By Alvin Plexico
“We Build, We Fight” has been the motto of the U. S. Navy’s Construction Force, known as the “Seabees”, for the past 75 years. Riverview native and East Bay High School graduate, Petty Officer 2nd Class Juan Gonzalez, builds and fights around the world as a member of a naval construction battalion center located in Port Hueneme, California.
Gonzalez works as a builder in the Navy.
“I’m a carpenter in the Navy and work construction with the Seabees,” said Gonzalez.
The jobs of some of the Seabees today have remained unchanged since World War II, when the Seabees paved the 10,000-mile road to victory for the allies in the Pacific and in Europe, according to Lara Godbille, director of the U. S. Navy Seabee Museum.
“It’s a small community, so you get to see some of the same people and familiar faces,” said Gonzalez. “You also get to keep up with your mentors.”
For the past 75 years Seabees have served in all American conflicts. They have also supported humanitarian efforts using their construction skills to help communities around the world following earthquakes, hurricanes and other natural disasters.
“I am proud of the hard work that Seabees do every day,” said Rear Adm. Bret Muilenburg, Commander, Naval Facilities Engineering Command. “Their support to the Navy and Marine Corps mission is immeasurable, and we look forward to the next seven decades of service.”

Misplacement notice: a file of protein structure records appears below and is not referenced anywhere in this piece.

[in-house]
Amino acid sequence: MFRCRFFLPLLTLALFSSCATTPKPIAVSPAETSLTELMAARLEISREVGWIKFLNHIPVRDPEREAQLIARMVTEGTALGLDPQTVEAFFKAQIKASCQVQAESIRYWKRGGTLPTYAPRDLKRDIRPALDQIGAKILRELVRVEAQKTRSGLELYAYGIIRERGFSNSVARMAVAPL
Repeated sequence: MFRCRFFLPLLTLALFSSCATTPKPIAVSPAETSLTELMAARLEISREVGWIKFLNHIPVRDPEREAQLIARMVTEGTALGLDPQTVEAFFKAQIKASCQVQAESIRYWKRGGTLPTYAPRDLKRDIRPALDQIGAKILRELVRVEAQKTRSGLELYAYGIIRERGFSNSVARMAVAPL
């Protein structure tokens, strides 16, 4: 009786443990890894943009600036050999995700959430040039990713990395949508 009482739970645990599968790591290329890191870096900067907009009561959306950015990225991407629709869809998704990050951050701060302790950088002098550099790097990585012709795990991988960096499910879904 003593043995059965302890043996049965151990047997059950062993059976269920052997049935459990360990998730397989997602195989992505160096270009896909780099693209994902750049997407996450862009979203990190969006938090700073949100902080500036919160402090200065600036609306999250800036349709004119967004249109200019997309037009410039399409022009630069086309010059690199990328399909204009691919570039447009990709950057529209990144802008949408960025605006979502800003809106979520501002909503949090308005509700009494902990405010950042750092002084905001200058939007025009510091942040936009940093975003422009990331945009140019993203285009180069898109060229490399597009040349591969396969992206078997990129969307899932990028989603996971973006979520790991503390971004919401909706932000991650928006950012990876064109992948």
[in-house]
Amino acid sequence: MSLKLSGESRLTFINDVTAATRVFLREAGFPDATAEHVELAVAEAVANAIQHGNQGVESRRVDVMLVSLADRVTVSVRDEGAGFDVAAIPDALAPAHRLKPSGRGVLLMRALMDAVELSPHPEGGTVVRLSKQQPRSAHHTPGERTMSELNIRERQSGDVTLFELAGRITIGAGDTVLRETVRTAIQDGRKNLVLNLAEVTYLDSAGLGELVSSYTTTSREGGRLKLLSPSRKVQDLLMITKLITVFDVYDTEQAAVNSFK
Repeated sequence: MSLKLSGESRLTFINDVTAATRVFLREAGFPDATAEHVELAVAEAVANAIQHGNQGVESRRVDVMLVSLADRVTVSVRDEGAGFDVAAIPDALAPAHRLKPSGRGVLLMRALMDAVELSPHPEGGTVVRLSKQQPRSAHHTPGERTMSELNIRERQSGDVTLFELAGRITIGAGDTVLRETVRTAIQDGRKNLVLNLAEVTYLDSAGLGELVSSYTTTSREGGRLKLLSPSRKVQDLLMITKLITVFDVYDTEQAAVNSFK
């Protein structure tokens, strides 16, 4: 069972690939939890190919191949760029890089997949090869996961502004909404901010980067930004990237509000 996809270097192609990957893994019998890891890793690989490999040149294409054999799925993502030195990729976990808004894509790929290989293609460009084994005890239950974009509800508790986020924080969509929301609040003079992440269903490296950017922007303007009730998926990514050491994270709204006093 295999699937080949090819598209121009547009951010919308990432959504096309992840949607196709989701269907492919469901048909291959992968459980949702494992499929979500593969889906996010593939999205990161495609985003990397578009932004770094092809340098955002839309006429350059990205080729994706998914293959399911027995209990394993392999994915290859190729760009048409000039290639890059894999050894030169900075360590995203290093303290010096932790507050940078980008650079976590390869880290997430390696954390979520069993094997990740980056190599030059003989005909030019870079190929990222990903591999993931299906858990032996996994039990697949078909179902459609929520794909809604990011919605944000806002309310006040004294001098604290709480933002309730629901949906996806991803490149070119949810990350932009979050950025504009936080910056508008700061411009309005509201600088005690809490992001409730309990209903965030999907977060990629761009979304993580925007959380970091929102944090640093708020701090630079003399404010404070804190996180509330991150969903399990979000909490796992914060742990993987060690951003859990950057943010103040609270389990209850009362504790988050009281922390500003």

Seabees around the world will take part in a yearlong celebration in 2017 to commemorate the group’s 75-year anniversary. The theme of the celebration is “Built on History, Constructing the Future.”
“Seabees deploy around the world providing expert expeditionary construction support on land and under the sea, for the Navy and Marine Corps, in war, humanitarian crisis and peace,” said Capt. Mike Saum, Commodore, Naval Construction Group (NCG) 1. “Seabee resiliency, skill, and resolution under hostile and rough conditions prove our motto ‘We Build, We Fight.’ The Seabee patch we wear on our uniform signifies to the warfighter and civilian alike that they’re in good hands.”
“Celebrating our 75th anniversary shows how a smaller community can thrive throughout our history,” said Gonzalez.